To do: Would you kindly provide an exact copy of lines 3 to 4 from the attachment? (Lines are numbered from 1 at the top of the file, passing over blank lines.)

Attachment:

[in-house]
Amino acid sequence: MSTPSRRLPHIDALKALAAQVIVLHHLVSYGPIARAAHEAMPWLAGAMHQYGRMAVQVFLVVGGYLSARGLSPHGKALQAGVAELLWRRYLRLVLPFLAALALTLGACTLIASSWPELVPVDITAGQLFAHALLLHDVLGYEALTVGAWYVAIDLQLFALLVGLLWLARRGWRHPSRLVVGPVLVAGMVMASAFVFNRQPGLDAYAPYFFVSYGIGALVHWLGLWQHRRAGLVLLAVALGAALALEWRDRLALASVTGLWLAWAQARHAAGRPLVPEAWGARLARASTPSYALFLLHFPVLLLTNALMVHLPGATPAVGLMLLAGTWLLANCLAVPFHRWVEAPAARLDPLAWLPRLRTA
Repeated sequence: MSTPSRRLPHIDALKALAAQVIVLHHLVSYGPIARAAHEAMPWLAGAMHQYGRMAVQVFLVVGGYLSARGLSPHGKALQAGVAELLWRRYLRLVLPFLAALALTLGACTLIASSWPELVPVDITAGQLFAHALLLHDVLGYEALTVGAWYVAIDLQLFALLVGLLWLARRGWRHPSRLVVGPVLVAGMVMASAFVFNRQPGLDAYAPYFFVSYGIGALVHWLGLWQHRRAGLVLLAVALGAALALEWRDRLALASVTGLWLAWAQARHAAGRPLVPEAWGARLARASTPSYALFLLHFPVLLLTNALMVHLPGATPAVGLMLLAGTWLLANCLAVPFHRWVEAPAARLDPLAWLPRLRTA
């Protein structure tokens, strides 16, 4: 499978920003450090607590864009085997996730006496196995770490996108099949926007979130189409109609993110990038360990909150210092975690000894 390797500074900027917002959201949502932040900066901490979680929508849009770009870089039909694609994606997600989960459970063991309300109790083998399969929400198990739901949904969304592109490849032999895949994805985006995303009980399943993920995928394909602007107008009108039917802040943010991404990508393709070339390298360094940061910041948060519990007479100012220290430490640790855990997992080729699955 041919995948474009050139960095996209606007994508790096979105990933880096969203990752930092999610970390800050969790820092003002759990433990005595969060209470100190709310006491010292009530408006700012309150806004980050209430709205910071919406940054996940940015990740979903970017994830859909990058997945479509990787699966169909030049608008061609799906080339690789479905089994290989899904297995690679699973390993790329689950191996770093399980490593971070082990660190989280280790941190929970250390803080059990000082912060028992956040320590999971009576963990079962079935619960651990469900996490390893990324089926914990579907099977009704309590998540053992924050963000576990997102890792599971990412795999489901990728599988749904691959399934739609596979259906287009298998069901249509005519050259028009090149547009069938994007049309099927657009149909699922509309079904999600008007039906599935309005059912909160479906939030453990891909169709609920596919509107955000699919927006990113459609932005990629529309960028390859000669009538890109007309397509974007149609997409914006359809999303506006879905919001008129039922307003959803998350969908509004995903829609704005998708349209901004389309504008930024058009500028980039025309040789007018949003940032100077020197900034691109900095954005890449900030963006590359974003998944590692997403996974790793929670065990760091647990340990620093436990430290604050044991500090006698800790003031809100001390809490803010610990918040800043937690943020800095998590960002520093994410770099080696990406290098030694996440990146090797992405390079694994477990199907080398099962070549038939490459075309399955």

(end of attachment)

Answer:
Repeated sequence: MSTPSRRLPHIDALKALAAQVIVLHHLVSYGPIARAAHEAMPWLAGAMHQYGRMAVQVFLVVGGYLSARGLSPHGKALQAGVAELLWRRYLRLVLPFLAALALTLGACTLIASSWPELVPVDITAGQLFAHALLLHDVLGYEALTVGAWYVAIDLQLFALLVGLLWLARRGWRHPSRLVVGPVLVAGMVMASAFVFNRQPGLDAYAPYFFVSYGIGALVHWLGLWQHRRAGLVLLAVALGAALALEWRDRLALASVTGLWLAWAQARHAAGRPLVPEAWGARLARASTPSYALFLLHFPVLLLTNALMVHLPGATPAVGLMLLAGTWLLANCLAVPFHRWVEAPAARLDPLAWLPRLRTA
């Protein structure tokens, strides 16, 4: 499978920003450090607590864009085997996730006496196995770490996108099949926007979130189409109609993110990038360990909150210092975690000894 390797500074900027917002959201949502932040900066901490979680929508849009770009870089039909694609994606997600989960459970063991309300109790083998399969929400198990739901949904969304592109490849032999895949994805985006995303009980399943993920995928394909602007107008009108039917802040943010991404990508393709070339390298360094940061910041948060519990007479100012220290430490640790855990997992080729699955 041919995948474009050139960095996209606007994508790096979105990933880096969203990752930092999610970390800050969790820092003002759990433990005595969060209470100190709310006491010292009530408006700012309150806004980050209430709205910071919406940054996940940015990740979903970017994830859909990058997945479509990787699966169909030049608008061609799906080339690789479905089994290989899904297995690679699973390993790329689950191996770093399980490593971070082990660190989280280790941190929970250390803080059990000082912060028992956040320590999971009576963990079962079935619960651990469900996490390893990324089926914990579907099977009704309590998540053992924050963000576990997102890792599971990412795999489901990728599988749904691959399934739609596979259906287009298998069901249509005519050259028009090149547009069938994007049309099927657009149909699922509309079904999600008007039906599935309005059912909160479906939030453990891909169709609920596919509107955000699919927006990113459609932005990629529309960028390859000669009538890109007309397509974007149609997409914006359809999303506006879905919001008129039922307003959803998350969908509004995903829609704005998708349209901004389309504008930024058009500028980039025309040789007018949003940032100077020197900034691109900095954005890449900030963006590359974003998944590692997403996974790793929670065990760091647990340990620093436990430290604050044991500090006698800790003031809100001390809490803010610990918040800043937690943020800095998590960002520093994410770099080696990406290098030694996440990146090797992405390079694994477990199907080398099962070549038939490459075309399955």